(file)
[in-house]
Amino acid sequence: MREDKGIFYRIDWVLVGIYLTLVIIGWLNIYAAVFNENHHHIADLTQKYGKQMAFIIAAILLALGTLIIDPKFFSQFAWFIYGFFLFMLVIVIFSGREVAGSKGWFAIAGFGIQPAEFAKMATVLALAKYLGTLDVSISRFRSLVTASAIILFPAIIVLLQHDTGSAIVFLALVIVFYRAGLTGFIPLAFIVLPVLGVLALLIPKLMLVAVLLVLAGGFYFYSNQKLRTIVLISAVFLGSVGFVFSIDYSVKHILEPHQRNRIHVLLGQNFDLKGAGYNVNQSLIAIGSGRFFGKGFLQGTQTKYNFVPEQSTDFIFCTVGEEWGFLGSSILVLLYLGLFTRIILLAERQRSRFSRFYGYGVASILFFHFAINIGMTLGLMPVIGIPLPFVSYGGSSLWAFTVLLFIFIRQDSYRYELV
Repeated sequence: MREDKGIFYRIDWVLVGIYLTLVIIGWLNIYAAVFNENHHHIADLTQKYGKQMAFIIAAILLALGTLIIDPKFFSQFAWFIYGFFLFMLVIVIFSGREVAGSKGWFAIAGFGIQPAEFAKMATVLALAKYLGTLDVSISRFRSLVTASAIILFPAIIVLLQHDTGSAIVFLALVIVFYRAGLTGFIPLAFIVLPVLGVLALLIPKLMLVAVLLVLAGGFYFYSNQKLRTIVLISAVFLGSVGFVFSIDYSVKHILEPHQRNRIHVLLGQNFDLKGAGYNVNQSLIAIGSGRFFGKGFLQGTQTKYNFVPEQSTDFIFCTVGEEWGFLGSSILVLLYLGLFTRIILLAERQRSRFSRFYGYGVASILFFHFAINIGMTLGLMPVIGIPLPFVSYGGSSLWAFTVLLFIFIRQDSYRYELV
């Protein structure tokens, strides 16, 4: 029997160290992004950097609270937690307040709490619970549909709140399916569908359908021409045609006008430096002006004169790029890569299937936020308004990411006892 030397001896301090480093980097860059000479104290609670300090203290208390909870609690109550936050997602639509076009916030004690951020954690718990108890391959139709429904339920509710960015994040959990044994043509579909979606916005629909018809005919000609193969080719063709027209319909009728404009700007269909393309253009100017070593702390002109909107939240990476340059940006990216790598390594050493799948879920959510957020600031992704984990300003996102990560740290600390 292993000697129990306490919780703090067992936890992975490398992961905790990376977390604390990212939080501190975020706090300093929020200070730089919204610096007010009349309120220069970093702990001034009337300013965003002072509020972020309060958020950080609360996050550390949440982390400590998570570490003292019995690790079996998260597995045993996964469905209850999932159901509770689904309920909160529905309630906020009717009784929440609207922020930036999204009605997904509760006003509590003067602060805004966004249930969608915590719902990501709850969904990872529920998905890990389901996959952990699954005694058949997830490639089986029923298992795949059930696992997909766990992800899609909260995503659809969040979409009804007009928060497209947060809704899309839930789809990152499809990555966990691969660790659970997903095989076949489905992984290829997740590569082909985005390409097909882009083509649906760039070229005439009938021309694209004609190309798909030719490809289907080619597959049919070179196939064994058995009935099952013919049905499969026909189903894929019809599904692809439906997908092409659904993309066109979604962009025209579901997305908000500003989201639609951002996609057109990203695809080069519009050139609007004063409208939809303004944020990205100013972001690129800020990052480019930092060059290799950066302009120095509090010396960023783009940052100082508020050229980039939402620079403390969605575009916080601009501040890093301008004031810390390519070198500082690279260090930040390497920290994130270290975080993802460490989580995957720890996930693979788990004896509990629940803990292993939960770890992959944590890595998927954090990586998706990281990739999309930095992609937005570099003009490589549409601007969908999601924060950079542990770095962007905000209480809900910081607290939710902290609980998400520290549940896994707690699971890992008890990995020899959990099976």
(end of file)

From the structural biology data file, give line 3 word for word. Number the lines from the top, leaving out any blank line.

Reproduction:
Repeated sequence: MREDKGIFYRIDWVLVGIYLTLVIIGWLNIYAAVFNENHHHIADLTQKYGKQMAFIIAAILLALGTLIIDPKFFSQFAWFIYGFFLFMLVIVIFSGREVAGSKGWFAIAGFGIQPAEFAKMATVLALAKYLGTLDVSISRFRSLVTASAIILFPAIIVLLQHDTGSAIVFLALVIVFYRAGLTGFIPLAFIVLPVLGVLALLIPKLMLVAVLLVLAGGFYFYSNQKLRTIVLISAVFLGSVGFVFSIDYSVKHILEPHQRNRIHVLLGQNFDLKGAGYNVNQSLIAIGSGRFFGKGFLQGTQTKYNFVPEQSTDFIFCTVGEEWGFLGSSILVLLYLGLFTRIILLAERQRSRFSRFYGYGVASILFFHFAINIGMTLGLMPVIGIPLPFVSYGGSSLWAFTVLLFIFIRQDSYRYELV